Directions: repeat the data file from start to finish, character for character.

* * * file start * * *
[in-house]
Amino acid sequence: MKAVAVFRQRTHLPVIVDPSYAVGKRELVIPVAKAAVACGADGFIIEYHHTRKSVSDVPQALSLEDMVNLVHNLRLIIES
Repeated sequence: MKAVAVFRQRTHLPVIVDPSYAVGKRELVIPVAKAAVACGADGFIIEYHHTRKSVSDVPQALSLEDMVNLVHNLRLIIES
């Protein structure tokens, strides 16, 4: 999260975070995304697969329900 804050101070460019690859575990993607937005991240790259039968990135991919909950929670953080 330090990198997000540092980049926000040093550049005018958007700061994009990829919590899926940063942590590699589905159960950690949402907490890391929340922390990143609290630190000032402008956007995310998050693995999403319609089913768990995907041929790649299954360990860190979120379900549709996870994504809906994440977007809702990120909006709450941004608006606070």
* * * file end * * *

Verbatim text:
[in-house]
Amino acid sequence: MKAVAVFRQRTHLPVIVDPSYAVGKRELVIPVAKAAVACGADGFIIEYHHTRKSVSDVPQALSLEDMVNLVHNLRLIIES
Repeated sequence: MKAVAVFRQRTHLPVIVDPSYAVGKRELVIPVAKAAVACGADGFIIEYHHTRKSVSDVPQALSLEDMVNLVHNLRLIIES
């Protein structure tokens, strides 16, 4: 999260975070995304697969329900 804050101070460019690859575990993607937005991240790259039968990135991919909950929670953080 330090990198997000540092980049926000040093550049005018958007700061994009990829919590899926940063942590590699589905159960950690949402907490890391929340922390990143609290630190000032402008956007995310998050693995999403319609089913768990995907041929790649299954360990860190979120379900549709996870994504809906994440977007809702990120909006709450941004608006606070």